It's still a big change from his last place - a shared apartment in Center City near Drexel - where he partied until the wee hours.
"You can't go out till 4 a.m. and trash the place and expect to get to it next week," Englisch says. "You've got to respect your parents."
There is also the privacy issue. When he and Magnin cozy up to watch a movie on the weekends, a parent might walk through the TV room. They tell their parents of their whereabouts when going out, something they'd never have to do living on their own. And that spare bedroom in the Englisch family's trilevel in Cherry Hill? That's where Magnin sleeps. "At least, to the best of my knowledge that's where she sleeps when she comes here," says Barbara Englisch, Mike's mother.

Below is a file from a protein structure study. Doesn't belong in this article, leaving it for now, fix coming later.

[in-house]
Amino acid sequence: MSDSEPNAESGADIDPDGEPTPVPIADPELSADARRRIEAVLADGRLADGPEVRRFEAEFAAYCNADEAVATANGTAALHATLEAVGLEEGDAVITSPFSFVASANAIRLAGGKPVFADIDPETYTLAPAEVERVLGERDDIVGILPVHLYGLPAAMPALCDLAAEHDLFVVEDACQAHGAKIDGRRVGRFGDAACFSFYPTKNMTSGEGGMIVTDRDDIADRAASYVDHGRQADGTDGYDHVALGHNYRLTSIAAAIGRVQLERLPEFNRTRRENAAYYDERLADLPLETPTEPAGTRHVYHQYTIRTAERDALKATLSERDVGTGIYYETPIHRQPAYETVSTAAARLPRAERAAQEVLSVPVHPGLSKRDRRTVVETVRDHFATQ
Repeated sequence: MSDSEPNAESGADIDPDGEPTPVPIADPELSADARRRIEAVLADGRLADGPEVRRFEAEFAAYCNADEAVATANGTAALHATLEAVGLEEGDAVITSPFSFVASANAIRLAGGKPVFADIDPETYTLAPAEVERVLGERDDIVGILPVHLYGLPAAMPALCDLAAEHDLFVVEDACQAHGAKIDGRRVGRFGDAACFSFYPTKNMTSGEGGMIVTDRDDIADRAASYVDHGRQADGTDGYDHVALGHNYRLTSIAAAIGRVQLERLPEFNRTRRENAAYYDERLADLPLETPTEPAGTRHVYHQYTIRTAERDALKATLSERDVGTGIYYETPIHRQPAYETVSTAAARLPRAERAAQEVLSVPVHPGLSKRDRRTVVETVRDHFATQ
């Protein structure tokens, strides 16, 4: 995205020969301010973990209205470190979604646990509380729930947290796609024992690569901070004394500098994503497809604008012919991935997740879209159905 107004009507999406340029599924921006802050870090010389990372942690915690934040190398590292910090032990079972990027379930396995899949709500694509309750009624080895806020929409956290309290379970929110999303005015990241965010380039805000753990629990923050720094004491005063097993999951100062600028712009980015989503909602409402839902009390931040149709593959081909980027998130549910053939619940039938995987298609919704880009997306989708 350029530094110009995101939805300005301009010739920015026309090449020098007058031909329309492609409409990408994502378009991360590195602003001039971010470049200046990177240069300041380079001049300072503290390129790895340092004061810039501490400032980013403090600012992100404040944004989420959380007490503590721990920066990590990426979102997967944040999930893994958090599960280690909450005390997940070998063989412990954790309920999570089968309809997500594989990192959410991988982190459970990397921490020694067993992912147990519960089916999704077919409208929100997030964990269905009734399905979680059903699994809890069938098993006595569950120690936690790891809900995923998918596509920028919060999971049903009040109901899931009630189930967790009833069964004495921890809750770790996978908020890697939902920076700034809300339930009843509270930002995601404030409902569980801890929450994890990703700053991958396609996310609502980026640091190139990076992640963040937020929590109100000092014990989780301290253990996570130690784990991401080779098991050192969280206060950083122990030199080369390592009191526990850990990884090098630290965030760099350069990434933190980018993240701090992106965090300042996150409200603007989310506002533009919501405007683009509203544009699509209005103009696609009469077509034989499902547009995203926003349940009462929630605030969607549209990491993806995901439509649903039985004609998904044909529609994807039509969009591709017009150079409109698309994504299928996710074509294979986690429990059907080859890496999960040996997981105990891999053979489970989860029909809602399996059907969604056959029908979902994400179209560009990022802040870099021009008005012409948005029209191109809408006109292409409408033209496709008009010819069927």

Kellee O'Hara, 26, moved in with her father, Jay, after getting pink-slipped from her job at a technology firm late last year. She had been living with her sister in a "great place" in Conshohocken, and hadn't lived with either of her parents since she was 17. It's a tight fit in his two-bedroom apartment, but O'Hara says her father is "probably the best roommate I've ever had."
O'Hara says she misses throwing dinner parties or inviting friends to crash at her place after a night out. "I can't be rolling in at 4 in the morning. My dad's the most laid-back man in the entire world, but I'm not going to bring back friends and party all night. They're always going to be your parents, no matter how cool they are."
From the parents' perspective, having a son or daughter back home brings with it a slew of issues. Who does the dishes? The laundry? If they have a job, should the child contribute financially to the household? Some children sign a contract before moving in, stating what each side's obligations are.